In general pop culture, there are certain character archetypes that are overwhelmingly depicted by white men. The sleek secret service agent with a bevy of resources at his disposal; the cunning master of disguise; the curious and clever investigator; the enthralling high-class scammer. These are just a few examples that come to mind. The diversity imbalance is so stark that many view these characters’ activities as outside the “typical” scope of men of color, specifically Black and brown men. They are often relegated to menial roles or antagonists to be thwarted by the white lead. Netflix’s French action series Lupin subverts this with Assane Diop. This top-tier protagonist and gentleman thief takes pages from a storybook and replicates them in his own quest for vengeance.
Lupin slowly peels back the intricate layers of Diop’s life as a Senegal native who immigrates to France with his father Babakar during childhood. Assane became keenly aware of perceptions about his Blackness at an early age; a heartbreaking rite of passage for many Black individuals, specifically those in predominately white spaces. Lupin clearly affirms that anti-Blackness is not exclusive to the United States; it places Assane and his father in situations that range from racist microagressions to dangerous white privilege. The latter leads to Assane’s greatest life tragedy, which drives his actions.
Assane remains in close proximity to wealthy white people and constantly reminded by his peers that he isn’t welcome. Babakar gifts Assane a book about the incredible escapist adventures of Arsene Lupin. This gentleman thief character makes a profound impact on the boy’s life.
As an adult, Assane cleverly integrates Lupin’s methodology into his life of schemes while leveraging his Blackness to his advantage. Viewers first see him moonlighting as unsuspecting Louvre janitor, a job where people are often overlooked and underappreciated despite being the backbone of an organization. His position allows him to observe security patterns and carefully plot his heist.
The white people around him barely look at his face nor speak to him at great length. Others keep him in the periphery of their distrusting eyes. He speaks just enough to appear unthreatening yet doesn’t play the friendly hand too much to make true connections. He is by all accounts invisible despite being the definition of tall, dark, and handsome.
“You see? You underestimated me…You saw me, but you didn’t really look. Just like they don’t look…The people I work for, everyone who lives on that side of town…” -Assane Diop
Later on, he chooses a simple disguise of a suit and a confident, wealthy aura to complete his initial plan. He knows how rich white people move, think, and interact within their spaces. The same Blackness that made him unseen as a janitor makes him stand out like an anomaly, captivating a room of wealthy patrons. He’s also underestimated by his co-conspirators and comes out on top of the action.
Throughout Lupin‘s initial episodes, Assane repeatedly leans into how many white people see Black men as a monolith, using stereotypes to switch places with people. Most people can’t clearly recall the details of his face; he’s simply a tall Black man. His ability to be a successful gentleman thief leans into the realness of Black men being highly visible yet invisible in this world.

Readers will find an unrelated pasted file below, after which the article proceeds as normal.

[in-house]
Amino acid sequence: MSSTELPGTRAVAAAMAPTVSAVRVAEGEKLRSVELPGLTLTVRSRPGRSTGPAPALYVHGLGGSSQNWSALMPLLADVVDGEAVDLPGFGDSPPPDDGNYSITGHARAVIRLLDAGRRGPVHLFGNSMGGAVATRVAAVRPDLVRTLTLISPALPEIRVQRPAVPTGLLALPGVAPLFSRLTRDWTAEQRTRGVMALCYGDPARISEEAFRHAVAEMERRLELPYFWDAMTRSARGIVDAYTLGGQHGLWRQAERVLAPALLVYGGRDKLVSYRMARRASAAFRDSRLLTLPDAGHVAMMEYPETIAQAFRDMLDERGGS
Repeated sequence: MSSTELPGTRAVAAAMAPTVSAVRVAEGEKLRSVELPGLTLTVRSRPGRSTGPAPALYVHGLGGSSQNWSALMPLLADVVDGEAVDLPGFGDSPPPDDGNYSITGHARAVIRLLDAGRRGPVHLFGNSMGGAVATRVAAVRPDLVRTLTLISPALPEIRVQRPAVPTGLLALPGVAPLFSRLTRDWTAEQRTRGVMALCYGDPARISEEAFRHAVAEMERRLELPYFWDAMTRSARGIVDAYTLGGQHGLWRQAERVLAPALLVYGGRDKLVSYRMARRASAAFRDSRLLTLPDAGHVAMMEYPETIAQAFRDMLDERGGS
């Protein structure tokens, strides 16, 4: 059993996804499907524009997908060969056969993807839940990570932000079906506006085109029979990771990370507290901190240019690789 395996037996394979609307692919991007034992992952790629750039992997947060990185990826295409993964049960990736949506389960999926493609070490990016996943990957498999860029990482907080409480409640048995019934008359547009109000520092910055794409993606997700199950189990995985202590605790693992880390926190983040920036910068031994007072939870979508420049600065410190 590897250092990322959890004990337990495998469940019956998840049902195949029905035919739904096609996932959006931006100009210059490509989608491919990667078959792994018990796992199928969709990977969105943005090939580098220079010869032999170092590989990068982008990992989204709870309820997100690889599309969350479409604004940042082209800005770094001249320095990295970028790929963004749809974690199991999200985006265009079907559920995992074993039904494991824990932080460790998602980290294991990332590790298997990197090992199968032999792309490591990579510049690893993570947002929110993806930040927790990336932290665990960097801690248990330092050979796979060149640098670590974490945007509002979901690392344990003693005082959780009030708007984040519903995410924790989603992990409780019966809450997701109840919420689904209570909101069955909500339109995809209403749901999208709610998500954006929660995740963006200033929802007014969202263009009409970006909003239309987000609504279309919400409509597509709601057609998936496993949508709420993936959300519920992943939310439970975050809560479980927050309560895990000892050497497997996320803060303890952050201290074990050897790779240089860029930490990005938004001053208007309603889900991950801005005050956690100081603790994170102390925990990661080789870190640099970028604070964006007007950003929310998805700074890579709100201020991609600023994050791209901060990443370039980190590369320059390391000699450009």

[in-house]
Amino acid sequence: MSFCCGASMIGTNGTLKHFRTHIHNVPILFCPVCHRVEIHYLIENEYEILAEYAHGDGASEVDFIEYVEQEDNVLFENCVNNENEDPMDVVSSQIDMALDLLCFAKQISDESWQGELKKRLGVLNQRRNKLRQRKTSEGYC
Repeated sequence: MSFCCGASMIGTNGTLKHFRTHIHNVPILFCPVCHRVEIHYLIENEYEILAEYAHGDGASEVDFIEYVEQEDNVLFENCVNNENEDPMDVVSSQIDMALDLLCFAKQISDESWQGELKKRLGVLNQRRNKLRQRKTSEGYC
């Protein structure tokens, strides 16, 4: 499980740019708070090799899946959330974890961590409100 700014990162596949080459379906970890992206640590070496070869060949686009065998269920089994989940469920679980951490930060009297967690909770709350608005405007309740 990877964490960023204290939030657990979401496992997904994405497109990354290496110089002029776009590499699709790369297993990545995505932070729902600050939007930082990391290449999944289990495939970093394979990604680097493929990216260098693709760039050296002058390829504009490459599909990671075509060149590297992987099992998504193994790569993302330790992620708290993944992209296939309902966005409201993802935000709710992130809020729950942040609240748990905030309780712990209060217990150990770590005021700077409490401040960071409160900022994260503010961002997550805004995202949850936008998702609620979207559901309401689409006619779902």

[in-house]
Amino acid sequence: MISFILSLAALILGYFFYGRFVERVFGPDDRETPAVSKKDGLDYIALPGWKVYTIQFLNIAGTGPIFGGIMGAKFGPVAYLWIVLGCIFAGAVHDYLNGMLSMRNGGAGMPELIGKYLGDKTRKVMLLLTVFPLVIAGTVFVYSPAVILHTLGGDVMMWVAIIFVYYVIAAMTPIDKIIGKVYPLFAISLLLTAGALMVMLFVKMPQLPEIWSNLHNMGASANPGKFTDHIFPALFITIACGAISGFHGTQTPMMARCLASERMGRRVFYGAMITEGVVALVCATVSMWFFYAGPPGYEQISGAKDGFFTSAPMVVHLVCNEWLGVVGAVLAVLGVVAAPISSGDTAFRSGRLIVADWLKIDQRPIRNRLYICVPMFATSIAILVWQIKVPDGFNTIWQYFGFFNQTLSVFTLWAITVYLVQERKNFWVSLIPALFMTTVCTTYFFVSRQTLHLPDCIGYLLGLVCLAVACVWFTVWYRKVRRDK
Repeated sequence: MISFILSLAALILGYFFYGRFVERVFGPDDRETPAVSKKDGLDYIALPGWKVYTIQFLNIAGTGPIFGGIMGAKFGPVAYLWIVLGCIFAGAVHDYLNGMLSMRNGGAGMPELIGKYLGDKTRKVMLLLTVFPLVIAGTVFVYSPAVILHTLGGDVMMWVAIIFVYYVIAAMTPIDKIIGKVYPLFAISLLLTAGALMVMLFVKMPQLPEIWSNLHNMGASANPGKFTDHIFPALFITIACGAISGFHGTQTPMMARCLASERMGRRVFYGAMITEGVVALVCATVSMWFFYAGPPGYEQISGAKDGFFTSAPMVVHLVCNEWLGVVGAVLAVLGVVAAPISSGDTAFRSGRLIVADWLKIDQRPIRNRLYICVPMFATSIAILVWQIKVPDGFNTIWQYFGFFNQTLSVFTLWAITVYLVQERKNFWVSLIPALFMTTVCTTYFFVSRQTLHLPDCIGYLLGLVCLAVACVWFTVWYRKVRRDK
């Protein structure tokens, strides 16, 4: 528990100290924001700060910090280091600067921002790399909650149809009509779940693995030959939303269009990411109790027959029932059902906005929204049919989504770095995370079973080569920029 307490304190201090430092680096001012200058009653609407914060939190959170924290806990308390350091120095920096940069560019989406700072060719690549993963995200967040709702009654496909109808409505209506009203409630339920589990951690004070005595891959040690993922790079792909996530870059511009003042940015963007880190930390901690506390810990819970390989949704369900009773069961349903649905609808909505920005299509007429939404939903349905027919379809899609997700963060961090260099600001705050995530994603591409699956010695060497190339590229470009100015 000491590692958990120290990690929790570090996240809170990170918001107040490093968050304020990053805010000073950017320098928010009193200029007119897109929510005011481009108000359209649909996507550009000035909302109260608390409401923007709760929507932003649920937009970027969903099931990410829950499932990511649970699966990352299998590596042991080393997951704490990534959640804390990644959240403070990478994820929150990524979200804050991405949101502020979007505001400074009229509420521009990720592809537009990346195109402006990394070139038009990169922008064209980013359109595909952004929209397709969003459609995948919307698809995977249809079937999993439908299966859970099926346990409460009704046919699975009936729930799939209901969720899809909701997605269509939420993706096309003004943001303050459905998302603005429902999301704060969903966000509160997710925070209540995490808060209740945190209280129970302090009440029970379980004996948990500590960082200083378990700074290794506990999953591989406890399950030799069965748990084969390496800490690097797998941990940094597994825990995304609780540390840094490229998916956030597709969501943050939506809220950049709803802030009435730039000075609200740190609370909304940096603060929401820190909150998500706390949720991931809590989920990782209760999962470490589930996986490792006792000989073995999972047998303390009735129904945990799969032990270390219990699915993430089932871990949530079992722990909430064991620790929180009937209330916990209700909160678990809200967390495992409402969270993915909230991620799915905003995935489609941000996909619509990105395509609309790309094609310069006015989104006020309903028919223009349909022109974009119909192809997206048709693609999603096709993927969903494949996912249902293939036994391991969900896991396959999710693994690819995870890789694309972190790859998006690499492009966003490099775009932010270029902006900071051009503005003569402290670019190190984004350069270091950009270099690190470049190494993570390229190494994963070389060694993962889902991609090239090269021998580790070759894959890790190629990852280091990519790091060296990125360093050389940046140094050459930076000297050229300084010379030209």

Of course, Assane Diop delivers what viewers would typically expect from this type of character. He exhibits athletic prowess, evading those in close pursuit on bikes and foot and holding his own in fist fights. He’s both direct and cunning, slipping into several decidedly simple disguises and creating fun havoc to stay one step ahead. Diop’s charisma woos everyone around him, disarming their reservations and engaging them in his complex world. His uncanny sleight of hand and ability to play into interesting stereotypes always work to his advantage.
His vast literary knowledge, sense of style, and flow from menacing to lighthearted and charming in the midst of a looming injustice continuously lures the viewer into living vicariously through his exploits. He is Lupin, Dantes, and a litany of other fictional heroes leaping from pages into a plausible story.
Characters like Assane often feel far removed from our reality with outlandishly lavish or secretive lives; however, Assane is as grounded as he is a fantasy figure. His laser-focused quest for vengeance comes at a real-life personal cost. Assane and his wife Claire are separated and he’s working hard to make sure his son Raoul is a priority.
His family and best friend/partner-in-crime Benjamin consistently ground and refocus him when he’s spiraling into dangerous territory. Those relationships break far past surface level with Diop inciting paranoia, love, whimsy, nurture, and passion in erratic doses. It’s easy to see why someone would love, adore, barely know, and distance themselves from him at the same time. He’s a real man, full of contradictions and complications, searching for a resolution.
Like many people, his core wound often drives him towards difficult decisions for the right reasons. He desperately wants to heal and bring truths to light but he sometimes flounders on his path towards this goal. Lupin Part 1 ends with how things would presumably end in reality. The proverbial walls close in and Assane’s Lupin-esque exploits devolve into serious consequences for innocent people.
He’s the man with a clever plan but, for now, Assane is afraid and unsure of his next move. But one thing is for sure: it’s a move worth watching. Assane Diop’s clever missions coupled with his humanity makes it easy to connect with his bombastic, distressing, and engaging story. Cheers to the anti-hero we’ve been waiting for.